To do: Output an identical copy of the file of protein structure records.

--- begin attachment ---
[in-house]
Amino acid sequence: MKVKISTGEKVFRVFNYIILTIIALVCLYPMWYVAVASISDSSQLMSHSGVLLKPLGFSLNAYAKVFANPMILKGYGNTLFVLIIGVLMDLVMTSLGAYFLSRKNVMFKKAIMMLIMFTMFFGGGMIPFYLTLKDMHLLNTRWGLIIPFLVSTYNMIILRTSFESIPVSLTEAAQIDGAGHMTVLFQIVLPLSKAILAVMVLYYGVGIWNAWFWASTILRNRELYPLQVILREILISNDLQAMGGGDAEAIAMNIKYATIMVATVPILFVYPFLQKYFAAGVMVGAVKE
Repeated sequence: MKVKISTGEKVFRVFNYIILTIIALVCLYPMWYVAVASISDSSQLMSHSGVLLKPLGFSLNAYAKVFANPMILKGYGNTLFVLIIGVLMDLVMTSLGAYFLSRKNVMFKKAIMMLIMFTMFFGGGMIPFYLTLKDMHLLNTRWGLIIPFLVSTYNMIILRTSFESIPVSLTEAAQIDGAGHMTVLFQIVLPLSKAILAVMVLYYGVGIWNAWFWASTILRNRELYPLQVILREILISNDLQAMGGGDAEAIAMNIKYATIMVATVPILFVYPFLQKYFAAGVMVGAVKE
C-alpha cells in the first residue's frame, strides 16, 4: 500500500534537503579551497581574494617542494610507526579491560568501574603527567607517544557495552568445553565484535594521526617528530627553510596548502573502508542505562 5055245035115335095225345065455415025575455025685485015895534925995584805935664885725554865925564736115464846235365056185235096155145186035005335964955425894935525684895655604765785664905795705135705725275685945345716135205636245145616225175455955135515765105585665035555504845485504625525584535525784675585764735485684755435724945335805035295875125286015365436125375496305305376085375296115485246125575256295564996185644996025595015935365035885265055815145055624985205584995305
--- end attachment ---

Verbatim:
[in-house]
Amino acid sequence: MKVKISTGEKVFRVFNYIILTIIALVCLYPMWYVAVASISDSSQLMSHSGVLLKPLGFSLNAYAKVFANPMILKGYGNTLFVLIIGVLMDLVMTSLGAYFLSRKNVMFKKAIMMLIMFTMFFGGGMIPFYLTLKDMHLLNTRWGLIIPFLVSTYNMIILRTSFESIPVSLTEAAQIDGAGHMTVLFQIVLPLSKAILAVMVLYYGVGIWNAWFWASTILRNRELYPLQVILREILISNDLQAMGGGDAEAIAMNIKYATIMVATVPILFVYPFLQKYFAAGVMVGAVKE
Repeated sequence: MKVKISTGEKVFRVFNYIILTIIALVCLYPMWYVAVASISDSSQLMSHSGVLLKPLGFSLNAYAKVFANPMILKGYGNTLFVLIIGVLMDLVMTSLGAYFLSRKNVMFKKAIMMLIMFTMFFGGGMIPFYLTLKDMHLLNTRWGLIIPFLVSTYNMIILRTSFESIPVSLTEAAQIDGAGHMTVLFQIVLPLSKAILAVMVLYYGVGIWNAWFWASTILRNRELYPLQVILREILISNDLQAMGGGDAEAIAMNIKYATIMVATVPILFVYPFLQKYFAAGVMVGAVKE
C-alpha cells in the first residue's frame, strides 16, 4: 500500500534537503579551497581574494617542494610507526579491560568501574603527567607517544557495552568445553565484535594521526617528530627553510596548502573502508542505562 5055245035115335095225345065455415025575455025685485015895534925995584805935664885725554865925564736115464846235365056185235096155145186035005335964955425894935525684895655604765785664905795705135705725275685945345716135205636245145616225175455955135515765105585665035555504845485504625525584535525784675585764735485684755435724945335805035295875125286015365436125375496305305376085375296115485246125575256295564996185644996025595015935365035885265055815145055624985205584995305